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ScienceIamA a Professor of Psychological and Brain Sciences at Boston University (Helen Tager-Flusberg). I have been doing research on autism for over 40 years..... AMA!

Apr 14th 2017 by Tager-Flusberg • 26 Questions • 169 Points

My short bio: I’m Helen Tager-Flusberg, Director of the Center for Autism Research Excellence at Boston University. I do research on development, brains and behavioral impairments (especially language and communication) in autism and I’m here today, during Autism Awareness Month, to talk about it. For more on my work, check out my lab’s website: http://www.bu.edu/autism/. Ask me anything!

My Proof: https://www.bu.edu/autism/home/center-director/

http://imgur.com/a/xfvPd

**** Leaving again for dinner but will check in again tomorrow.****

Q:

I'm very appreciative of your reply but I am not sure if by 'handle social situations' you mean that we simply find 'a different way' to be social as compared to neurotypicals or just that whatever reason causes us to have difficulties in the first place are gone?

Please don't take this as a personal attack because this following point is not aimed towards you at all, but I always feel insulted when people tell me that 'i find a way to deal with it' where in my opinion, I found a way to solve the problem. I'm always unclear whether or not people (experts on the subject) tell mean that I have solved whatever underlying cause there was in the first place or simply found a way to work around it. Because I really see no difference with how I function socially as compared to other people.

Perhaps you could clarify.

A:

There is some brain imaging evidence to suggest that people with autism solve social problems using alternative brain systems - but the real truth is that we don't know how much variability there is in the social systems (behavioral or brain) used by the general population. Even if you (or others with autism) use a 'different way' - I know many people with autism who handle social situations extremely well. I use the analogy of finding my way somewhere. I personally find it easier to follow directions to find my way to a new location (written/verbal - turn left, go straight etc.) whereas other people prefer to look at a map because they have far better visual-spatial skills than me. We can all find the place but have used different cognitive approaches for getting there.


Q:

What research projects do you have going on right now? What affects will they have in practice and treatment?

A:

please check my website for details - my current projects include: identifying early signs of autism in infants at risk; developing new measures for expressive language that could be used in treatment studies; research on minimally verbal children and adolescents with autism; and on the so-called mirror neuron system in toddlers with autism. See https://www.bu.edu/autism/current-research/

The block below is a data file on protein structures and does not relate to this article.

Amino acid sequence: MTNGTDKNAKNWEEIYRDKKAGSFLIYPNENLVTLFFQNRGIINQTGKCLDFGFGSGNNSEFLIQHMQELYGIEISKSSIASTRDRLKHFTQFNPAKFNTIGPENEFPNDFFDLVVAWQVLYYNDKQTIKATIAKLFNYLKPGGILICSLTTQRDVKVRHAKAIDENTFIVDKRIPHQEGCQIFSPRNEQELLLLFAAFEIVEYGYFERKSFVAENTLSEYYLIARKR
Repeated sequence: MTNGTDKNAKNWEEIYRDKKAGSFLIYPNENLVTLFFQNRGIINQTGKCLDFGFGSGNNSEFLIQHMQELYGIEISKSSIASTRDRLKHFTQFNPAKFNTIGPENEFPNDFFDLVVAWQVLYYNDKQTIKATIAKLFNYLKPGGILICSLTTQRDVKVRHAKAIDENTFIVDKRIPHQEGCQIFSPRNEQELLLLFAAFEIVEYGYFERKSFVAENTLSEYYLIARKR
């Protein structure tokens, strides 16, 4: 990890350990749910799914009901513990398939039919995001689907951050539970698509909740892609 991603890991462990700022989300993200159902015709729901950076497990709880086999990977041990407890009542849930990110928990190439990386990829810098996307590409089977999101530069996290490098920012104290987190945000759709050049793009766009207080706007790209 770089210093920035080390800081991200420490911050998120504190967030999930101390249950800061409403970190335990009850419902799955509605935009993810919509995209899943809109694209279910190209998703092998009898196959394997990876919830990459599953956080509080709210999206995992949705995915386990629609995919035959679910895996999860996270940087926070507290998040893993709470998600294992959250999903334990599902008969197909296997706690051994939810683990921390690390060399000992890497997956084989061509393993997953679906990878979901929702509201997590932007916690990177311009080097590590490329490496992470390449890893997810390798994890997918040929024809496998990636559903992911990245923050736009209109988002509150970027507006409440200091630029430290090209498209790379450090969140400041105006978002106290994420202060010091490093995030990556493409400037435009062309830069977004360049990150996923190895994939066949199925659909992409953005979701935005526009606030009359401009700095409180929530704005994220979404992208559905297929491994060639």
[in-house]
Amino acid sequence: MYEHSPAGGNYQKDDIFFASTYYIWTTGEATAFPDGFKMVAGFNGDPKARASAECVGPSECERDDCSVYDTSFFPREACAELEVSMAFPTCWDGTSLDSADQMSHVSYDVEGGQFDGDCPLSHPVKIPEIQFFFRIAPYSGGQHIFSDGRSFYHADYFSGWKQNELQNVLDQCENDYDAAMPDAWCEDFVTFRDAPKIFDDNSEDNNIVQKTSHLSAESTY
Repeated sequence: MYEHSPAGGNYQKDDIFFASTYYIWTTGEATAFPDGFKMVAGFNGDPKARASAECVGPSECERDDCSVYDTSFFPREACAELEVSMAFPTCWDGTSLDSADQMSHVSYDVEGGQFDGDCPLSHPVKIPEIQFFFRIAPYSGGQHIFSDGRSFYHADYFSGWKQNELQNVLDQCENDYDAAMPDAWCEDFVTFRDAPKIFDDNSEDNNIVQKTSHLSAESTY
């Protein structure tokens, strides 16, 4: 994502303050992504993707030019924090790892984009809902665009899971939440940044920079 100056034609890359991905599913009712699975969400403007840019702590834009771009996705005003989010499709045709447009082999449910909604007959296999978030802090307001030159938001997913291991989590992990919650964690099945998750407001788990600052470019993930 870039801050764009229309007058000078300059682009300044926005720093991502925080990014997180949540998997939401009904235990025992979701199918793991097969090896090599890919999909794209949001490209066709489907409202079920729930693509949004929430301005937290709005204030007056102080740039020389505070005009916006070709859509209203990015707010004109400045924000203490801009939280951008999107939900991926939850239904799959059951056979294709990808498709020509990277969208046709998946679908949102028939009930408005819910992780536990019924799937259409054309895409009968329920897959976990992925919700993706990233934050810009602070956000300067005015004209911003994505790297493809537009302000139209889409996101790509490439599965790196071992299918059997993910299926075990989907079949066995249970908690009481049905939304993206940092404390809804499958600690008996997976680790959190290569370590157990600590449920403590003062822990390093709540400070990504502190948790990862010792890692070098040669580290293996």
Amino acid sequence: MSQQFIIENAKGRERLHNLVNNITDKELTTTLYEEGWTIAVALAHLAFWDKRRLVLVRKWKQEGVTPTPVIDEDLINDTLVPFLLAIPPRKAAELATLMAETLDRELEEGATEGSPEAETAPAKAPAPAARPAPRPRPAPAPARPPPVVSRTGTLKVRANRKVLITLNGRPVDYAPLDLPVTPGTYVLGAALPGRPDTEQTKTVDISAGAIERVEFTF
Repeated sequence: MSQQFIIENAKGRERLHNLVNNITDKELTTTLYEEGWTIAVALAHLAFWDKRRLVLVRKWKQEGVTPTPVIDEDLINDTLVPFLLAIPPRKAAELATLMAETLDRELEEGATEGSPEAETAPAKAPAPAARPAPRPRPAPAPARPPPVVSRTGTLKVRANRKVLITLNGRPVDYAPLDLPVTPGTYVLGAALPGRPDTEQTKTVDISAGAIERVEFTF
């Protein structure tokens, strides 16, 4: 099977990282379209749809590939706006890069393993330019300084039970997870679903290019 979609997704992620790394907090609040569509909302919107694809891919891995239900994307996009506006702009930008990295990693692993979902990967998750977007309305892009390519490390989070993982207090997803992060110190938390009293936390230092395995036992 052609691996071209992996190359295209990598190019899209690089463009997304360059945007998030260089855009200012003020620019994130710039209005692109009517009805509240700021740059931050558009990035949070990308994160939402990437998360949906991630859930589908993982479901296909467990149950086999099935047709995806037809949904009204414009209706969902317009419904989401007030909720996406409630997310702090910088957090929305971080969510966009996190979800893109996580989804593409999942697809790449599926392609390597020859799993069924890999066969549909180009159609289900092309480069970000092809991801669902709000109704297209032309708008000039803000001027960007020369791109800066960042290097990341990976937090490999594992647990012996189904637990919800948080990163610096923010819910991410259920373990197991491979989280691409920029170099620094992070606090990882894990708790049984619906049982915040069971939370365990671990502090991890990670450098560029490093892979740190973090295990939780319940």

Q:

What are some of the early indicators of autism and how early do these start to manifest?

A:

At the behavioral level we don't see signs until close to the end of the first year. Then we might notice subtle delays in language and gestural communication (e.g., not yet pointing), poorer visual attention and subtle motor differences. Only in the second year of life do the symptoms begin to show - with reduced social smiling, eye contact and speech and perhaps an unusually strong interest in objects.


Q:

I heard before that people with autism don't actually have a lack emotions but instead feel too much emotions. Can you expand on this?

Does your work revolve around children? I am asking this because as someone with high function autism we seem to be ignored when we are older, thoughts?

A:

I agree that people with autism do experience emotions - exactly how probably varies.

We study children and adolescents but have also included adults in our earlier brain imaging studies. I completely agree with you that there is far too little work focusing on autistic adults.


Q:

What are the biggest risk factors that predict autism in a child?

A:

So far we have good evidence to suggest that genes play a significant role - both ones inherited from parents and also gene mutations that are not inherited. Additional risk factors include age of parents (a small increase in risk for older parents, especially fathers), infection in mothers during pregnancy (especially in the second trimester) and other non genetic factors.


Q:

How much does environment play a role?

A:

We can't really quantify this but infections are one type of environmental factor. There is also evidence for increased risk (small) related to living very close to traffic pollution or to fields treated with pesticides - but only if you are living in very close proximity.


Q:

Where is the research on autism headed?

A: